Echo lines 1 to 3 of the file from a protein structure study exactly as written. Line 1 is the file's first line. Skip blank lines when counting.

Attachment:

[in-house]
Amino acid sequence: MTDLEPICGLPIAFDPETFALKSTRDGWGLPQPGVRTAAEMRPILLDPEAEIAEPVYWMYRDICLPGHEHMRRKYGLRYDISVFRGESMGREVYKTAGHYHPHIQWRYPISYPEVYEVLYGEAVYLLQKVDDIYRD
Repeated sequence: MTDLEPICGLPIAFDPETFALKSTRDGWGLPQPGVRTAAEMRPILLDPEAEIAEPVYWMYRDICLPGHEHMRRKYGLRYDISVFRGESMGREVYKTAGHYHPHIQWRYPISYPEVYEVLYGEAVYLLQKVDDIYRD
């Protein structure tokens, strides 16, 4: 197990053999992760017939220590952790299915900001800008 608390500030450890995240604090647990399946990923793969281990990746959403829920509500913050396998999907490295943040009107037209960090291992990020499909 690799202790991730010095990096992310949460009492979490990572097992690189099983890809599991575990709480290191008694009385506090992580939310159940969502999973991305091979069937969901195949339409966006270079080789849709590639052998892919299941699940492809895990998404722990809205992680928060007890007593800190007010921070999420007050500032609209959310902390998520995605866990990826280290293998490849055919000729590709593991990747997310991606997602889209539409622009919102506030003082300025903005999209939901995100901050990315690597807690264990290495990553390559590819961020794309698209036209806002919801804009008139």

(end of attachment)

[in-house]
Amino acid sequence: MTDLEPICGLPIAFDPETFALKSTRDGWGLPQPGVRTAAEMRPILLDPEAEIAEPVYWMYRDICLPGHEHMRRKYGLRYDISVFRGESMGREVYKTAGHYHPHIQWRYPISYPEVYEVLYGEAVYLLQKVDDIYRD
Repeated sequence: MTDLEPICGLPIAFDPETFALKSTRDGWGLPQPGVRTAAEMRPILLDPEAEIAEPVYWMYRDICLPGHEHMRRKYGLRYDISVFRGESMGREVYKTAGHYHPHIQWRYPISYPEVYEVLYGEAVYLLQKVDDIYRD